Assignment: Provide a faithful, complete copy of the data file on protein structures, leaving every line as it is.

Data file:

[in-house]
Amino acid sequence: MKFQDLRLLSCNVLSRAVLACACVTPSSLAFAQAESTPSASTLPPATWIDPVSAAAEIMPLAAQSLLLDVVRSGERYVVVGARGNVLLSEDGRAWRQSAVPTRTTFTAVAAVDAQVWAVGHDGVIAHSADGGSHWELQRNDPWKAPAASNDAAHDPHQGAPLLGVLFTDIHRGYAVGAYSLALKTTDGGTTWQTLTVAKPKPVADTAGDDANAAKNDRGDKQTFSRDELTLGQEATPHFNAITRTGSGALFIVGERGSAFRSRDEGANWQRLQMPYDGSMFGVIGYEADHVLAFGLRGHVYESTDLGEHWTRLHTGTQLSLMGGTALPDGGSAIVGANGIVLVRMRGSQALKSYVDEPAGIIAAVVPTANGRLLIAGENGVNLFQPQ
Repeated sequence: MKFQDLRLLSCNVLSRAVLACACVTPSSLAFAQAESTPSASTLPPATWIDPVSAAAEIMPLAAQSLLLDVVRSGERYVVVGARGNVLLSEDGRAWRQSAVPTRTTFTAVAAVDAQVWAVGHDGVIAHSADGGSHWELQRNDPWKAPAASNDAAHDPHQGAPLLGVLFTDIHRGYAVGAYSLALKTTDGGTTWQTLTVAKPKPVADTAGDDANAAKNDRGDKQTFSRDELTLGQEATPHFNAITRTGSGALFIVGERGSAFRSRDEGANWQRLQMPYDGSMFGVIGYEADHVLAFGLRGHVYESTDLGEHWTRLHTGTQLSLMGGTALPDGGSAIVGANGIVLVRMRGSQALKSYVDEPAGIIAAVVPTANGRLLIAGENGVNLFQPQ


[in-house]
Amino acid sequence: MKFQDLRLLSCNVLSRAVLACACVTPSSLAFAQAESTPSASTLPPATWIDPVSAAAEIMPLAAQSLLLDVVRSGERYVVVGARGNVLLSEDGRAWRQSAVPTRTTFTAVAAVDAQVWAVGHDGVIAHSADGGSHWELQRNDPWKAPAASNDAAHDPHQGAPLLGVLFTDIHRGYAVGAYSLALKTTDGGTTWQTLTVAKPKPVADTAGDDANAAKNDRGDKQTFSRDELTLGQEATPHFNAITRTGSGALFIVGERGSAFRSRDEGANWQRLQMPYDGSMFGVIGYEADHVLAFGLRGHVYESTDLGEHWTRLHTGTQLSLMGGTALPDGGSAIVGANGIVLVRMRGSQALKSYVDEPAGIIAAVVPTANGRLLIAGENGVNLFQPQ
Repeated sequence: MKFQDLRLLSCNVLSRAVLACACVTPSSLAFAQAESTPSASTLPPATWIDPVSAAAEIMPLAAQSLLLDVVRSGERYVVVGARGNVLLSEDGRAWRQSAVPTRTTFTAVAAVDAQVWAVGHDGVIAHSADGGSHWELQRNDPWKAPAASNDAAHDPHQGAPLLGVLFTDIHRGYAVGAYSLALKTTDGGTTWQTLTVAKPKPVADTAGDDANAAKNDRGDKQTFSRDELTLGQEATPHFNAITRTGSGALFIVGERGSAFRSRDEGANWQRLQMPYDGSMFGVIGYEADHVLAFGLRGHVYESTDLGEHWTRLHTGTQLSLMGGTALPDGGSAIVGANGIVLVRMRGSQALKSYVDEPAGIIAAVVPTANGRLLIAGENGVNLFQPQ